This cabinet is a fairly direct copy of the first piece I built at College of the Redwoods- aside the wood used and having been built with metric instead of imperial measurements, it is basically the same. When FW first approached me to write an article about that cabinet, I was hesitant: it's a complicated piece, but more than that, I was worried about giving away something that wasn't mine to share, or claiming ownership over something that had been developed and refined by hundreds of people before me. So, my hope was to convey as best I could the notion that this cabinet was a direct result of my time at CR, and not just something I cooked up out of thin air. It is work that would in no way exist without the work of others.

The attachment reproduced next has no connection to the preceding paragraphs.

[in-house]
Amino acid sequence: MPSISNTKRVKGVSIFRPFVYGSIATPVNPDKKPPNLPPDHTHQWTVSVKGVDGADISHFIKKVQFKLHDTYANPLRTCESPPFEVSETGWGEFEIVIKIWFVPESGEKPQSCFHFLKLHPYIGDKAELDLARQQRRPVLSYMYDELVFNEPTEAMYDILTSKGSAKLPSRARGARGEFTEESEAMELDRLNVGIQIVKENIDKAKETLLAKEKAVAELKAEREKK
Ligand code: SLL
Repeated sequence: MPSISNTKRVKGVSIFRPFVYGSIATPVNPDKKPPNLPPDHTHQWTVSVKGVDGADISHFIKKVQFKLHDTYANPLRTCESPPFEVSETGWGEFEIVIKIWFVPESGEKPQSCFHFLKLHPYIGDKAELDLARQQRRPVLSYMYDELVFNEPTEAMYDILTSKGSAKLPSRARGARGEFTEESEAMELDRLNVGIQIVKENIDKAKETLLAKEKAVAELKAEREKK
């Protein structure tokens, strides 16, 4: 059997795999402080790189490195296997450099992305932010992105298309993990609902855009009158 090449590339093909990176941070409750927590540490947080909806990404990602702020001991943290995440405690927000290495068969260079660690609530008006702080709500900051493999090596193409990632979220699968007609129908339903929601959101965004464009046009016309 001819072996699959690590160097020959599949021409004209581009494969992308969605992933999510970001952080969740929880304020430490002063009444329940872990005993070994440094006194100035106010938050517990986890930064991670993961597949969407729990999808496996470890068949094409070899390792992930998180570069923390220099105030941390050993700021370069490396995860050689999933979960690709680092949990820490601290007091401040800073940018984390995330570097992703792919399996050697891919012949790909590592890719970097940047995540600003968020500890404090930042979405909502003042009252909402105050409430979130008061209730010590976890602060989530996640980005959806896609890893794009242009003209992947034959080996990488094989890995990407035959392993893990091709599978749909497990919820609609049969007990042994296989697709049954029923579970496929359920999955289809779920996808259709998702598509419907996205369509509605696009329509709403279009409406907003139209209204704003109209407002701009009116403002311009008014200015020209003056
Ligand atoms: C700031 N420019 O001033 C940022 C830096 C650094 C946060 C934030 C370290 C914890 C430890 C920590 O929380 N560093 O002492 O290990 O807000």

I don't know if I could say I enjoyed building this cabinet. Honestly, between writing the article and building three or four separate sets of parts, it kind of made my brain melt. But it did give me a chance to consider my time at CR, and what it has meant to me over the last ten years or so. I use what I learned in that program nearly every single day. To me, the school's method, whether intentional or not, is more of an approach than an aesthetic; it's a lens through which to view a problem. You develop a set of tools, rather than a list of answers. It is what, I think, any kind of education should aspire to. All of this is to say that although this cabinet was a difficult build, there is a joy to knowing where it came from. Onward and upward.